My Take On Learning

Changing the formal ways in which we learn has become a central focus in our society. From the Khan Academy, to Quest to Learn, to The Blue School (founded by Matt Goldman and his Blue Man Group partners), we are beginning to recognize that our formal education system is in bad need of reform. The first ten minutes of one of my favorite movies, Dead Poets Society, makes the point quite elegantly.

In my view, we need to get back to how we came into the world: as natural born learners. We need to institutionalize what comes naturally. Or simply get out of the way of it occurring organically. Once we’re in the school system, our natural curiosity takes a back seat to getting the right answer for the teacher. And that extends to our work when we join an organization: we focus on getting the right answer for the boss. We need to get back to an ethos of constant curiosity: Why, why, why, why, why? How do we know that’s true? Is there a better way? What is possible?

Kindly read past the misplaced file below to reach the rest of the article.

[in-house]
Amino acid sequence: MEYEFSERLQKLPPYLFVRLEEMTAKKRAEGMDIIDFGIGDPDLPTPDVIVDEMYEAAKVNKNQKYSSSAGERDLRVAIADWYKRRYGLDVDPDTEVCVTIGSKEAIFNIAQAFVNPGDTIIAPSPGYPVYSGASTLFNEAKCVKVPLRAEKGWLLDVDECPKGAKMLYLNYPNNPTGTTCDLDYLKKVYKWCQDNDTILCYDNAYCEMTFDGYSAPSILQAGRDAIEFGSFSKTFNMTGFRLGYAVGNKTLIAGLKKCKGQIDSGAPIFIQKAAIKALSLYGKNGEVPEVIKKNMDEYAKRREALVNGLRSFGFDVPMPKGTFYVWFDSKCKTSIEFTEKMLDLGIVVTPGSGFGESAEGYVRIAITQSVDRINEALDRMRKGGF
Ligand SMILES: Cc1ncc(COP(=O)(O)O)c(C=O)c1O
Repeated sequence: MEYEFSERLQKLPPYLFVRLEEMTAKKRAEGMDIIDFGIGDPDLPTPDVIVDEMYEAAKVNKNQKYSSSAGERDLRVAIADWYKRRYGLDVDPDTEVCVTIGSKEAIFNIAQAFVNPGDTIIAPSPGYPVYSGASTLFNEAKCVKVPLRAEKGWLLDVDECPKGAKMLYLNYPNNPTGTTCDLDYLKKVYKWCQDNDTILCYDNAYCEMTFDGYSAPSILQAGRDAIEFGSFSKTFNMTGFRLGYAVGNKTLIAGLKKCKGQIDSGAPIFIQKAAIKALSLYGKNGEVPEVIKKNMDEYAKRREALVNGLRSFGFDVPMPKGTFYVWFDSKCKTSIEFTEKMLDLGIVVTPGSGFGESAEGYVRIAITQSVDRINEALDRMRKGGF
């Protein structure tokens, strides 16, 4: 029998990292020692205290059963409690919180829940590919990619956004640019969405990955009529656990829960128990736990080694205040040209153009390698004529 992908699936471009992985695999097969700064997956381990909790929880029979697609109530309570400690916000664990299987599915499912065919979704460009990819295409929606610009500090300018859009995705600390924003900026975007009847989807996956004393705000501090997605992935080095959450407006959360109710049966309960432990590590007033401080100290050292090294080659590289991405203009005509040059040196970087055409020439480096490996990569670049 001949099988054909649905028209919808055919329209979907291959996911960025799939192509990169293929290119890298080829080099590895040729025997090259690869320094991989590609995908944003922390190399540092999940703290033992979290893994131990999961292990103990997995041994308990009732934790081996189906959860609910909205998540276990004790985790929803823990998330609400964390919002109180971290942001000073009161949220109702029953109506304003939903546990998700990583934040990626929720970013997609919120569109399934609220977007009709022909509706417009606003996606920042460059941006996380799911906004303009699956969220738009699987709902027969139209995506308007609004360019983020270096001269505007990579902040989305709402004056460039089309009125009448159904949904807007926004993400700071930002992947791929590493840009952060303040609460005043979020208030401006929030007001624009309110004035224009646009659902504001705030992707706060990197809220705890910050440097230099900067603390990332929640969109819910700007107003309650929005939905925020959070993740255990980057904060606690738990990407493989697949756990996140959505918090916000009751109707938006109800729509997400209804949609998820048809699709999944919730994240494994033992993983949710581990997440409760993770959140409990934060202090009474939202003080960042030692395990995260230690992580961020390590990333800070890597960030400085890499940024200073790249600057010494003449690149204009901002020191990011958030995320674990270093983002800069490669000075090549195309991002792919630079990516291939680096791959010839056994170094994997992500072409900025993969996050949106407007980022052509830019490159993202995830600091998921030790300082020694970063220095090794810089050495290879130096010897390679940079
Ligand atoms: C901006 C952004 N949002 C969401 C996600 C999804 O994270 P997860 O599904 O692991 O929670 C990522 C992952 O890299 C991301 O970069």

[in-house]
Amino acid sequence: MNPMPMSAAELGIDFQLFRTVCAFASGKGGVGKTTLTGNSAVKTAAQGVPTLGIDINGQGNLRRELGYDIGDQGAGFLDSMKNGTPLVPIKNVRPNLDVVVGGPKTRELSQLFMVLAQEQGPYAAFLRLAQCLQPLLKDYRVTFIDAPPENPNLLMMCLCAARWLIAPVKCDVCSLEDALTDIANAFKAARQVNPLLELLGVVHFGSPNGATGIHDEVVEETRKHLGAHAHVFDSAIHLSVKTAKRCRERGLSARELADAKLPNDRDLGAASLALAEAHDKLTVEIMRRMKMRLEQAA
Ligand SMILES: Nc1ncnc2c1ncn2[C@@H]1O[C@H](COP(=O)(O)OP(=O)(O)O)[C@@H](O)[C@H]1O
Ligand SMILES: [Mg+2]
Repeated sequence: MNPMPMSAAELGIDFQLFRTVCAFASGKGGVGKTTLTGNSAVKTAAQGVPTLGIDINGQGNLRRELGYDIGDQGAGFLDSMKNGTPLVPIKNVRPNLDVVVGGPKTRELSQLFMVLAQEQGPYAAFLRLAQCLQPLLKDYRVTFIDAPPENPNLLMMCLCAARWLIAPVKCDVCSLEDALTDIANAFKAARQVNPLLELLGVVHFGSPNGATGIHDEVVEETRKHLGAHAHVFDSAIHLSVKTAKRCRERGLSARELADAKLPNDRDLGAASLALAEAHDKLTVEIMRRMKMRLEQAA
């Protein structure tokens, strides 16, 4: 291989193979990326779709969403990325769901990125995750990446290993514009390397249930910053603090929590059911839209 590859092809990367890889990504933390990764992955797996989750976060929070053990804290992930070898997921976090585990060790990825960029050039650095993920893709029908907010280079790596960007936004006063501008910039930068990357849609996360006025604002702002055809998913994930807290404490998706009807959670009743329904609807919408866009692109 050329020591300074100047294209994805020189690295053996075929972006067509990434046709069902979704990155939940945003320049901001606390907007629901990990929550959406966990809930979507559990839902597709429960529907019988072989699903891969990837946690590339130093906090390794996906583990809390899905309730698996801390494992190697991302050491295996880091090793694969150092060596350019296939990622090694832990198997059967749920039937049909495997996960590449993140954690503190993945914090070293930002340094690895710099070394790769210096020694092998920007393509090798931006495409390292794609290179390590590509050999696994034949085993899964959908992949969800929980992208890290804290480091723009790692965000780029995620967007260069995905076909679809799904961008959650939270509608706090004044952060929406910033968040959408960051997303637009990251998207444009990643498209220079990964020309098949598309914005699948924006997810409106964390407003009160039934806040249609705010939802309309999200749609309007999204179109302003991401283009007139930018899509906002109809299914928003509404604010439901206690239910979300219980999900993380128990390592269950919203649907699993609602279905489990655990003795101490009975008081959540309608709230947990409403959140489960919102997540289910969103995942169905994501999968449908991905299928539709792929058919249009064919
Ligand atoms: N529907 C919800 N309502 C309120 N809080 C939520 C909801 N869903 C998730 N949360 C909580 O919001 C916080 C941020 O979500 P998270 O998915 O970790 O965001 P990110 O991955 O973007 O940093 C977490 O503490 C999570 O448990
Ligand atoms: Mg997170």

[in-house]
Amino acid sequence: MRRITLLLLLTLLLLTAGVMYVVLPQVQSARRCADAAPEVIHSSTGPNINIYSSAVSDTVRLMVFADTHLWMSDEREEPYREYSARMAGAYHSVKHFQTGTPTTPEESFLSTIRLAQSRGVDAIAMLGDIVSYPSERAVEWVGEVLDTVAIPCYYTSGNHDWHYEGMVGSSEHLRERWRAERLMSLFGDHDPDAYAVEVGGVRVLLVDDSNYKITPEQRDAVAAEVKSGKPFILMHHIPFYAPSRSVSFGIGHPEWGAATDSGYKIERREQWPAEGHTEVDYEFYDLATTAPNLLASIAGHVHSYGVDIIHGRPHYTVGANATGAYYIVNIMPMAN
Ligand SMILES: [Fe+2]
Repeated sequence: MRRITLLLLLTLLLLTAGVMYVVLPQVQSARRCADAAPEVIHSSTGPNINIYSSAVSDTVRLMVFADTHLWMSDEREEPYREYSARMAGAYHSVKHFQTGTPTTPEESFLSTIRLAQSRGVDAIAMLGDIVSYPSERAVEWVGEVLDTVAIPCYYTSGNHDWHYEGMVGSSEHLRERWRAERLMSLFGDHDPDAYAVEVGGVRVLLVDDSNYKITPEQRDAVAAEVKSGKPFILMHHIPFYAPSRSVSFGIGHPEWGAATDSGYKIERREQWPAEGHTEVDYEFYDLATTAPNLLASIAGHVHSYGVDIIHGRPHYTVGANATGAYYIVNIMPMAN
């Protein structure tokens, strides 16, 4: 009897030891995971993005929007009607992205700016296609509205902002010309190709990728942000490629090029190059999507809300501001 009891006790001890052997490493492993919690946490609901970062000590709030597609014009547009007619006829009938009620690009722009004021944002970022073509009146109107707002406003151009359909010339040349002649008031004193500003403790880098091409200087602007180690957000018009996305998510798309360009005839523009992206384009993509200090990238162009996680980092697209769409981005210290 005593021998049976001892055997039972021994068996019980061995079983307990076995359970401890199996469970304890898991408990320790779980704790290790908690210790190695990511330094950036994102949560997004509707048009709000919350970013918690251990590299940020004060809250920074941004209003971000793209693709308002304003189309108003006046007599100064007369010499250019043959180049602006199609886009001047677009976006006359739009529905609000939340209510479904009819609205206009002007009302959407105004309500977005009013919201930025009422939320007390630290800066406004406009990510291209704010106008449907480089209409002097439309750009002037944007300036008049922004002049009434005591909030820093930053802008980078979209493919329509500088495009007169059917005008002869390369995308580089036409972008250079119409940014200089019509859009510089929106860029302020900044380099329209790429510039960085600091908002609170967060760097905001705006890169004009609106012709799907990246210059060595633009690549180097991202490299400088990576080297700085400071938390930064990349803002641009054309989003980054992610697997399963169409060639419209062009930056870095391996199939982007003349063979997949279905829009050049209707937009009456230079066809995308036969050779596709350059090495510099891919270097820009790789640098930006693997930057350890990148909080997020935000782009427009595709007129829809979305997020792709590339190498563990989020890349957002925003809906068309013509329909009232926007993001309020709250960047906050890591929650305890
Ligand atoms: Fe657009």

Notice the difference between those questions and these: What are the alternatives? What are my options? What do you want me to do? What is our budget on this?

Here’s my take: Learning and innovation go hand in hand, but learning comes first–without it, there is no innovation, no improvement.

From one of my Elegant Solutions talks: Let Learning Lead.